Watch production designer Jeremy Hindle, composer Theodore Shapiro, and director Ben Stiller discuss how they built a fascinating, labyrinthine office space and an outside world that's just as unsettling for "Severance."
Curated by the IndieWire Crafts team, Craft Considerations is a platform for filmmakers to talk about recent work we believe is worthy of awards consideration. In partnership with Apple TV+, for this edition we look at how production design, score, and direction came together to build the chillingly mysterious corporate world of “Severance.”  
The ingenious premise of “Severance” — in which office workers agree to a procedure in which work experiences and memories are “severed” from those outside work, allowing personal and professional lives to remain completely separate — has proven irresistible to audiences tantalized by the issues and possibilities. The premise was equally irresistible, and challenging, for artisans who had to figure out how to bring Lumon Industries and its surroundings to life.

The show’s unique tone, and a genre that sits somewhere between sci-fi, satire, drama, and psychological horror, created intriguing opportunities and obstacles for the filmmakers tasked with getting the balance exactly right. In the videos below, production designer Jeremy Hindle, composer Theodore Shapiro, and director Ben Stiller explain how they created the two worlds of “Severance” and discuss the emotional effect they hoped their work would have on the audience.
The Production Design of “Severance”
When it came to creating the look of “Severance” and the Lumon corporate headquarters, production designer Jeremy Hindle said he couldn’t think of another show or movie to use as a reference point. “The hardest thing for us was the tone,” he told IndieWire. “It had to be its own world, and we didn’t know it was going to work until it was almost done.”
Hindle ultimately found inspiration in the fantastical worlds of Stanely Kubrick’s “2001: A Space Odyssey” and Jacques Tati’s “Playtime” as well as more grounded sources like the Modernist John Deere headquarters designed in 1964 by Eero Saarinen and Kevin Roche. “It’s an amazing building,” Hindle said. “It’s spectacular, and I’ve always loved it.”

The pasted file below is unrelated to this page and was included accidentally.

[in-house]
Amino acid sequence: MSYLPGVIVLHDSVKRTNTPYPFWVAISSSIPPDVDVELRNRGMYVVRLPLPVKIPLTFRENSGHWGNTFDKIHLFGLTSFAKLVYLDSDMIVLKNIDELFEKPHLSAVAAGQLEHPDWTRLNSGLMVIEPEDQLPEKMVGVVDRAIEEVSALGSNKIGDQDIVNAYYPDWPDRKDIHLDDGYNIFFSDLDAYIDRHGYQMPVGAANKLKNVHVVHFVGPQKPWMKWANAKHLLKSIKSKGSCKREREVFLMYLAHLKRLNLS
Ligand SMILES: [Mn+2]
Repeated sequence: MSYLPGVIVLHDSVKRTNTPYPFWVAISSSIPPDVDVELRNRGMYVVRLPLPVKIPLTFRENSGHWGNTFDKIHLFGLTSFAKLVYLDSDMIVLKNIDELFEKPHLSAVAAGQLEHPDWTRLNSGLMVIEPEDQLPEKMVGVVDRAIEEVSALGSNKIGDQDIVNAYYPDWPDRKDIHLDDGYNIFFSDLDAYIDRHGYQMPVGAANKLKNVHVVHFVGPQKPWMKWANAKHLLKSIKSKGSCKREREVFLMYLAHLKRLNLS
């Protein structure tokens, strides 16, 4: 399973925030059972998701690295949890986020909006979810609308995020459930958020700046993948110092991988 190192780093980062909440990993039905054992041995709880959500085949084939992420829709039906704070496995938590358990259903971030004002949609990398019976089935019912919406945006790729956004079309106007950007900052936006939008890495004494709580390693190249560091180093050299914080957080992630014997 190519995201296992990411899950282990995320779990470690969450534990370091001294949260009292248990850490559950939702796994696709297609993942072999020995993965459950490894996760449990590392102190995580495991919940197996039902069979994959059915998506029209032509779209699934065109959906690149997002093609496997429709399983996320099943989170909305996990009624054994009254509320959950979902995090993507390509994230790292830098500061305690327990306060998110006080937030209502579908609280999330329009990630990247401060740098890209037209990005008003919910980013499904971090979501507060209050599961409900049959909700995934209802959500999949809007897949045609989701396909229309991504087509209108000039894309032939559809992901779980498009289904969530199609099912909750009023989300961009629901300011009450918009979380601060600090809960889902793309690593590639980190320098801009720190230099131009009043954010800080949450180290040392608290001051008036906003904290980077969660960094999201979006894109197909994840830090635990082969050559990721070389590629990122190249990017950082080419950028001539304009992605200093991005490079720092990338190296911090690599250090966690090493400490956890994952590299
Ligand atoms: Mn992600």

Using the John Deere building as a model fit with Hindle’s desire to take the world of “Severance” back to an earlier era, when a workplace was just for work and offices weren’t cluttered with plants and pictures of employees’ families. “I took it back to the 1960s, when you had the most beautiful desk, the most perfect pen, a Rolodex… it was really designed to be a workspace.”

For the exterior, Hindle was faced with another unique challenge connected to the fact that director Ben Stiller didn’t want “Severance” to look like any other show, “so it couldn’t be locations anyone’s ever shot,” Hindle said. “Well, good luck in New York finding an office no one has shot less than 20 times.”
Amazingly, Hindle found another Saarinen structure, the Bell Labs facility in New Jersey, that had never been shot and perfectly fit his needs. “It’s kind of funny, when you put things out there, other things come to you,” he said. “It was just a lucky accident that that building had been restored.” In the video above, watch how Hindle’s locations and sets strike just the right tonal balance to create the eerie world of “Severance.”
The Score of “Severance”